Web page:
1. One who flees or escapes; a refugee. 2. A criminal suspect or witness in a criminal case who flees, evades, or escapes arrest, prosecution, imprisonment, or service of process or the giving of testimony, esp. by fleeing the jurisdiction or by hiding.

Given that Gay was incarcerated on the dates in question, there is little chance he could be deemed to have escaped or hidden.

Gay would also need to prove that characterizing him as a fugitive has a negative meaning. Under the canons of defamation law, the implication that a person is a criminal is one of the most solid examples of a negative and defamatory statement. Furthermore, the “Wheel of Fugitive” context leaves little room for doubt; Ivey introduced the subjects as “most wanted fugitives” who might harm the public if not captured.

Gay should also have no trouble proving that Ivey’s defamatory statement was published, as the show was posted on social media and achieved wide popularity. Episodes have racked up thousands of viewers on YouTube.

The facts of Gay’s case even avoid one of the most common stumbling blocks in many defamation lawsuits: attributable damages. Many defamation plaintiffs can point to a false statement made about them — but it is often difficult for those plaintiffs to adequately prove that the statements were the direct cause of measurable financial harm.

Per Gay’s account, his case suffers no such weakness. If Gay can prove what he pleaded — that a new employer fired him entirely based on having seen “Wheel of Fugitive”— then his defamation claim has a profound chance of success.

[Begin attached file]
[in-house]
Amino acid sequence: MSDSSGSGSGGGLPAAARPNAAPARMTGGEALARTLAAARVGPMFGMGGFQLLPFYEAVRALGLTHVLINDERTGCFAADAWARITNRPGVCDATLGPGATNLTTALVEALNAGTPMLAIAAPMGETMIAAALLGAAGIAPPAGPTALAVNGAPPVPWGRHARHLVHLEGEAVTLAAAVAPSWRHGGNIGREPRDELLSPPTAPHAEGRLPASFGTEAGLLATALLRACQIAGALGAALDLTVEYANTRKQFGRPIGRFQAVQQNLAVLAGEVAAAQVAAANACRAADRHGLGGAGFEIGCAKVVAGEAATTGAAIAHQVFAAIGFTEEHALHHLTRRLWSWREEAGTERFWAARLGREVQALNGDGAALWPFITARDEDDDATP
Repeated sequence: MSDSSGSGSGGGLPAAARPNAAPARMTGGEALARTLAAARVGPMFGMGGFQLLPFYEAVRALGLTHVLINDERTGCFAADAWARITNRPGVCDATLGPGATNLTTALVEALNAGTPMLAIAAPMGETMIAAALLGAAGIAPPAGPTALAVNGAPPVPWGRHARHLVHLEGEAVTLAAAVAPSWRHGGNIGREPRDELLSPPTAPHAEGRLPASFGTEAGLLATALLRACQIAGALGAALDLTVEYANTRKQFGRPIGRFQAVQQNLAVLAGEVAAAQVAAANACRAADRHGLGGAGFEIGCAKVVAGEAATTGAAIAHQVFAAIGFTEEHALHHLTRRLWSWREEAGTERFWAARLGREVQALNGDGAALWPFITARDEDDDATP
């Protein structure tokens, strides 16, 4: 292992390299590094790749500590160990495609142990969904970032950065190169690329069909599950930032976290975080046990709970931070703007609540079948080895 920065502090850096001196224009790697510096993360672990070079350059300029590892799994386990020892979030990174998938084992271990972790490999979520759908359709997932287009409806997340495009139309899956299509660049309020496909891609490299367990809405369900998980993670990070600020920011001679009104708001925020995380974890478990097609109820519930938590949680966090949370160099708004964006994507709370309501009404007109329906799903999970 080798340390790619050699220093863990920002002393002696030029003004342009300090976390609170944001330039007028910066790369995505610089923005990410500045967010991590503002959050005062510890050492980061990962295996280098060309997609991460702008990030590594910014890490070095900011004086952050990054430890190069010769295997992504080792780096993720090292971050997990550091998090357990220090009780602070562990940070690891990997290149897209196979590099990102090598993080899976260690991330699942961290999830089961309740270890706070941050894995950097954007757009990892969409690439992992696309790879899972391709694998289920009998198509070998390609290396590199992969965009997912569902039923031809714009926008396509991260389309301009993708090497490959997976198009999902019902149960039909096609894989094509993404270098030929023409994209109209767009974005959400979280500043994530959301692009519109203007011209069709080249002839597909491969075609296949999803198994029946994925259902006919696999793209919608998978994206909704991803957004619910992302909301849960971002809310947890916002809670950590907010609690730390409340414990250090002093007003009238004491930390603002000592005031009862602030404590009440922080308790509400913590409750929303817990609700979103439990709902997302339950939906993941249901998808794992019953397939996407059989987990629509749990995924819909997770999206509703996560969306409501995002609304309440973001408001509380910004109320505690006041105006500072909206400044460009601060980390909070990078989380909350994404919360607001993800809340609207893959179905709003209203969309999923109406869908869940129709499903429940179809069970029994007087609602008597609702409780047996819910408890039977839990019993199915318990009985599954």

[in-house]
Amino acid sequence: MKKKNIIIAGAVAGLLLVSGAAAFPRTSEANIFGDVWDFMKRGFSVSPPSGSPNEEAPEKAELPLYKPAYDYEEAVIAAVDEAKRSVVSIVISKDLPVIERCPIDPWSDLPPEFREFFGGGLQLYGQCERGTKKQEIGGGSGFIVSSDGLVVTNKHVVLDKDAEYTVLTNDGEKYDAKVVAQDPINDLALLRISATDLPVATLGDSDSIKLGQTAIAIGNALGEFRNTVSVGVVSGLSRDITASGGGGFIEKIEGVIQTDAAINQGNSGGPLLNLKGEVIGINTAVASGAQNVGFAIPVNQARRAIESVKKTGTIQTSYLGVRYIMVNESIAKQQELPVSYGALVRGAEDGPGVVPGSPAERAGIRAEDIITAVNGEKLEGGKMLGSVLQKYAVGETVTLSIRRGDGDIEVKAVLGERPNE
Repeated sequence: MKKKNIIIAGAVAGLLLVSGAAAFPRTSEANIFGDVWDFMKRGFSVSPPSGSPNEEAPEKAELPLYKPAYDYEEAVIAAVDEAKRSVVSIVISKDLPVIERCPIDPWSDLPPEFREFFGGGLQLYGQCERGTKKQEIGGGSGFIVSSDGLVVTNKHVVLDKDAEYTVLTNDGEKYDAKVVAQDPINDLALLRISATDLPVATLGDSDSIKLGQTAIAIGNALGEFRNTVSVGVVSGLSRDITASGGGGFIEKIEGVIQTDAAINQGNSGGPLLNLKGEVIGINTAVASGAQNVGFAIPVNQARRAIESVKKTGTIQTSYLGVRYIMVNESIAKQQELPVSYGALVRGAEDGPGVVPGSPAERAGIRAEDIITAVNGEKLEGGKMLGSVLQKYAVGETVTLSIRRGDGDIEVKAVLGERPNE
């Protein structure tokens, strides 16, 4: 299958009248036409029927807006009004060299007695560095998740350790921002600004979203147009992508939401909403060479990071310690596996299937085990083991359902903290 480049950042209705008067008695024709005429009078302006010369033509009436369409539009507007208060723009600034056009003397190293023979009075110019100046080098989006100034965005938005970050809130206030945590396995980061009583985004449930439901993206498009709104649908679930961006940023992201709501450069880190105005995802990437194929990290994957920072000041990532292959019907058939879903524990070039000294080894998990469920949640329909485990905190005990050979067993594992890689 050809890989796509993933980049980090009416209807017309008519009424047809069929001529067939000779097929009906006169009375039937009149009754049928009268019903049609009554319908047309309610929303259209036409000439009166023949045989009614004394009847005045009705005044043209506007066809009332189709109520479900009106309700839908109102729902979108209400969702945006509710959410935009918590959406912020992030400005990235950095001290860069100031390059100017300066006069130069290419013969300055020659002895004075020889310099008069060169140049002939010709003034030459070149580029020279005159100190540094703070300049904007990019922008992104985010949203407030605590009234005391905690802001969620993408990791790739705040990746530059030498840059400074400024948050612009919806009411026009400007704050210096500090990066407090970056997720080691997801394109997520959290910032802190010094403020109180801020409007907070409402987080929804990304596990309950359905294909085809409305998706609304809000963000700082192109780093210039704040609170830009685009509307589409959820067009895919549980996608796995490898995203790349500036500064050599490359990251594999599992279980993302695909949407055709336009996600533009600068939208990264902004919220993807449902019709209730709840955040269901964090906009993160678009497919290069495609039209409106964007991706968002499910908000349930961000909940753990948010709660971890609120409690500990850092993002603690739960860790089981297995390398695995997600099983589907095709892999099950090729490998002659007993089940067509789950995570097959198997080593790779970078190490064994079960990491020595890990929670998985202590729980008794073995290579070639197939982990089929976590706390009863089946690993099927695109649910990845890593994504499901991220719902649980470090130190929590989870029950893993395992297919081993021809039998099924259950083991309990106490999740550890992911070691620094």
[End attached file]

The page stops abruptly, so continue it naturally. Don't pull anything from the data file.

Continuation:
Gay’s claims for emotional distress will likely be more difficult, as they require the defendants to have engaged in extreme and outrageous conduct.

While a parody game shows falsely identifying someone as a fugitive might indeed survive such a standard, the determination is a more subjective one for the finder of fact to determine.

“The lawsuit was filed because right is right and wrong is wrong,” said Jessica J. Travis, lead attorney with, who represents Gay. “The rules apply to all of us – even elected public servants. We cannot defame other people or paint them in a false light. The wheel shouldn’t be padded with people who are not fugitives. No one has the right to cause compliant citizens to lose their jobs or live in fear of confrontation or arrest; not even the Sheriff.”

Attached to Gay’s complaint is a list of other people who were also featured on “Wheel of Fugitive,” but who Gay says were either in jail at the time, or were not the subject of an active warrant.

“Coincidentally, the wheel never landed on these people,” said Travis about the list. “It always landed on someone who had an outstanding warrant at the time the episode aired.”

A spokesman for the sheriff’s office didn’t immediately respond to an email seeking comment about the lawsuit on Wednesday.

You can read the complaint here.

[screengrab via YouTube]

Elura Nanos is a former civil prosecutor for New York City’s Administration for Children’s Services and a trial analyst for Law&Crime.

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Elura is a columnist and trial analyst for Law & Crime. Elura is also a former civil prosecutor for NYC's Administration for Children's Services, the CEO of Lawyer Up, and the author of How To Talk To Your Lawyer and the Legalese-to-English series. Follow Elura on Twitter @elurananos